May 19, 2014
1 min read

Significant decline in portal vein flow velocity observed at 1 month after liver transplantation

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Liver transplant patients monitored by Doppler ultrasound showed a significant decrease in portal vein flow velocity 1 month after transplantation that continued to decline during the next 3 years, according to recent study data.

Researchers conducted a retrospective study of 144 liver transplant patients (mean age, 48.9 years; 78% men) from Zhongshan Hospital, Fudan University, Shanghai, between October 2005 and March 2009. Each patient had a postoperative ultrasound examination once a day during the first 7 days, once a week for the next 2 to 4 weeks, then once every 3 months for up to 1 year. After that, the exam was repeated once every 3 to 6 months for up to 4 years. Cirrhosis with carcinoma precipitated 127 transplants; all other patients had cirrhosis.

Portal vein flow velocity (PVFV) decreased from a mean of 72.1 ± 30.3 cm/s at 1 day after transplantation to 44.2 ± 20.1 cm/s at 1 month (P<.05). At 4 years, mean PVFV was 25.4 ± 8.1 cm/s (P<.05). Mean hepatic artery flow velocity fell from 61.4 ± 33.2 cm/s at 1 day post-transplant to 48.3 ± 20.4 cm/s at 3 years (P<.05), then rose to 50.5 ± 14.3 cm/s at 4 years (P<.05).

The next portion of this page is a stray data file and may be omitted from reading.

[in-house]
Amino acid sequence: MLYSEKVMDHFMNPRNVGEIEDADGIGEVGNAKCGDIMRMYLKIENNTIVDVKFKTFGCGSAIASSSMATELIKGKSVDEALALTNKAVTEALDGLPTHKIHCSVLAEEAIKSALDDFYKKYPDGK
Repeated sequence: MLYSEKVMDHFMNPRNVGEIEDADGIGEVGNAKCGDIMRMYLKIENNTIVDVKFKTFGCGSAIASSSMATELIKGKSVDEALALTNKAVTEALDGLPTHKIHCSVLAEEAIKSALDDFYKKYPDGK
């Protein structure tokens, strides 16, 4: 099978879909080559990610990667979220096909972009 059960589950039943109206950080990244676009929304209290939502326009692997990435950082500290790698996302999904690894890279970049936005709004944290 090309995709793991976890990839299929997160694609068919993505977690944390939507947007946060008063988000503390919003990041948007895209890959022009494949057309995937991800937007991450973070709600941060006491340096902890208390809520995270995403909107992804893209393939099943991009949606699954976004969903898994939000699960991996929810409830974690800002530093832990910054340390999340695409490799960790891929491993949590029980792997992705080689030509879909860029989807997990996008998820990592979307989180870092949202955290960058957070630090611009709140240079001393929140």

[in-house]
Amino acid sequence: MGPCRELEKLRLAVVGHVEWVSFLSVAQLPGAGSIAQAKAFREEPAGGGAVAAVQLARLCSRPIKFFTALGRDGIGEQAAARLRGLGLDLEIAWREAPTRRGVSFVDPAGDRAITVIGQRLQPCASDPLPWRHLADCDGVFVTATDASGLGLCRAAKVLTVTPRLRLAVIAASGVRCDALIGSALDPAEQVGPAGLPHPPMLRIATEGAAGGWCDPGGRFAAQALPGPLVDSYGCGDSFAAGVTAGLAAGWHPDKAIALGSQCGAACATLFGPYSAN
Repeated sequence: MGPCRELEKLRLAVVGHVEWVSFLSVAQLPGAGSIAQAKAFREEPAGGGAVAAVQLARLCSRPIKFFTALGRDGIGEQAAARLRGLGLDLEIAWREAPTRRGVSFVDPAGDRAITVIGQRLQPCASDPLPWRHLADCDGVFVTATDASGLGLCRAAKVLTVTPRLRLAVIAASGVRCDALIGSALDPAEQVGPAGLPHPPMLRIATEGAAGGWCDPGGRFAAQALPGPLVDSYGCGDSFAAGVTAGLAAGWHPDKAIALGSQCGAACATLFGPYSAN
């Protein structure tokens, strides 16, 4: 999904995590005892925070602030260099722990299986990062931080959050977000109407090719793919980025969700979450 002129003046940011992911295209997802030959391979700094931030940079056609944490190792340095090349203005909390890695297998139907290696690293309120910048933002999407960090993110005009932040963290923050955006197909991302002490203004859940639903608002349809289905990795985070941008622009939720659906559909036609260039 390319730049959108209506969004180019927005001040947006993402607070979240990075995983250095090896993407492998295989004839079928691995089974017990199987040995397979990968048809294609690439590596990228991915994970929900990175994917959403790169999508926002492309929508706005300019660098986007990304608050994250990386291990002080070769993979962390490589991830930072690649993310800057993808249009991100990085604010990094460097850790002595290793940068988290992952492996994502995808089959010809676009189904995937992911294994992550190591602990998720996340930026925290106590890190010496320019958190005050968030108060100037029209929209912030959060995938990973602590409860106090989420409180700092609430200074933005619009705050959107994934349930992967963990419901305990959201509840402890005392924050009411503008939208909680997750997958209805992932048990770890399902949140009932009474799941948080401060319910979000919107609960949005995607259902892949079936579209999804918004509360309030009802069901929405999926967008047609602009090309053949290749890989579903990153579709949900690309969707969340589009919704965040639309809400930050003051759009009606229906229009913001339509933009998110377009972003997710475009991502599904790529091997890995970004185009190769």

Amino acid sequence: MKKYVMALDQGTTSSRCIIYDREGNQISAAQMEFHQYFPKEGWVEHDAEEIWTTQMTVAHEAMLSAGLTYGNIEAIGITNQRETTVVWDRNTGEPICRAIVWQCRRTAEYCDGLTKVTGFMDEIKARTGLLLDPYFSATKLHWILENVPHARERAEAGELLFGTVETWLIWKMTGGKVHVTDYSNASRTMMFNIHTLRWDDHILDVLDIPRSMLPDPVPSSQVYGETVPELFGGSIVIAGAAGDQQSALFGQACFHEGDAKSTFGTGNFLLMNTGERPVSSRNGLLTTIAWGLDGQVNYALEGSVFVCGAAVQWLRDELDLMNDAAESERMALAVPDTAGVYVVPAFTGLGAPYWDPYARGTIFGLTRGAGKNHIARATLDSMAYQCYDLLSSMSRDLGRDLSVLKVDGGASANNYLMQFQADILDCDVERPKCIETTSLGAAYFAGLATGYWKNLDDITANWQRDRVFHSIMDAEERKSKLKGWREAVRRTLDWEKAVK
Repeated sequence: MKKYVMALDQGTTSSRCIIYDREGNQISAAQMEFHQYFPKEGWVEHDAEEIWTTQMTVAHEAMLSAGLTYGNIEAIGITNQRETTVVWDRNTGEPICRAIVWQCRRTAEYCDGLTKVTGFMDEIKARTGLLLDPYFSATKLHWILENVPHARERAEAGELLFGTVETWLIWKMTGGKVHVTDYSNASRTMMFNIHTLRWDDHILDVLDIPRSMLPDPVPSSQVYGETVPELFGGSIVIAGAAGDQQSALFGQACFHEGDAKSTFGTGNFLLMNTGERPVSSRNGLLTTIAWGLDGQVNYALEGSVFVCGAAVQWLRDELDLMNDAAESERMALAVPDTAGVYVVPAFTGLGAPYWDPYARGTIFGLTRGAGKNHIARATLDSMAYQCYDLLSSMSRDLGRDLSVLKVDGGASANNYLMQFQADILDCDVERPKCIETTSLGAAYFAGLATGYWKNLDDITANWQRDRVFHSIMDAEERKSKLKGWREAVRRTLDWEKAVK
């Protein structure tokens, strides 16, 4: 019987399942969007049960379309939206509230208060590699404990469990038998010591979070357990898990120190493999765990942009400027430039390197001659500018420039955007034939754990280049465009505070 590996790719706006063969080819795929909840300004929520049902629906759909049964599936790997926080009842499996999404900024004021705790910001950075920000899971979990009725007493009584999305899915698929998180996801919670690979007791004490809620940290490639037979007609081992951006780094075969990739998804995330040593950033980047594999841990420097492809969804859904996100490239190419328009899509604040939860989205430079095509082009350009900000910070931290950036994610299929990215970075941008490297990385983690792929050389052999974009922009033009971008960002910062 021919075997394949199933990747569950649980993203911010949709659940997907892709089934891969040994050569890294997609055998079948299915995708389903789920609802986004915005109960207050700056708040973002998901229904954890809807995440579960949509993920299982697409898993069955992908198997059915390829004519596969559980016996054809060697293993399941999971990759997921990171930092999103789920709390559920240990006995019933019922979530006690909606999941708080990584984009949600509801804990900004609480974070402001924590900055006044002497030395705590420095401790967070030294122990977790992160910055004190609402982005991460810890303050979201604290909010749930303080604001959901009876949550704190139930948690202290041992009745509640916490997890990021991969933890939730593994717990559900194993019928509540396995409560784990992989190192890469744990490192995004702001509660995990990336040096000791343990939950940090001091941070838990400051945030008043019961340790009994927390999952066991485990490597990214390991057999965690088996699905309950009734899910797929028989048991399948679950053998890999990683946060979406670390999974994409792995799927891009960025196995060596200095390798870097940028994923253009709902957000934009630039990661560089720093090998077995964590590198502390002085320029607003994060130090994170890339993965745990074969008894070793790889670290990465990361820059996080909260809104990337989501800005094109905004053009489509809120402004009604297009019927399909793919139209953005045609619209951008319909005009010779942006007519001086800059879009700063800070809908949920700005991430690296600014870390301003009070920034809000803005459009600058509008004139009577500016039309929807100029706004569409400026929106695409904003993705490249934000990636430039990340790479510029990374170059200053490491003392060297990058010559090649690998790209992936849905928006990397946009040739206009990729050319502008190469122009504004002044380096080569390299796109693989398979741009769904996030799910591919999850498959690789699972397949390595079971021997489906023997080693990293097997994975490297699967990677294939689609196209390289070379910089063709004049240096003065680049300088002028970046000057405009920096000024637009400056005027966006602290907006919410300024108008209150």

Eighty-one patients (56.3%) displayed high hepatic artery resistance index (HARI; >.0.8), and HARI was considered low (<0.5) in 19 (13.2%) patients at least once during follow-up.

“This study documented the range of the changes observed in the hemodynamic data measured in the transplanted liver without complications,” the researchers wrote. “We recommend that the appropriate follow-up time-points after liver transplantation with ultrasonography are: once a day during the first 7 days, once a week for the following 2 to 4 weeks, then once every 3 months for up to a year, and then once every 6 months.

“Abnormal Doppler results should be interpreted with caution because they may not be clinically significant and improve spontaneously.”

Disclosure: The researchers report no relevant financial disclosures.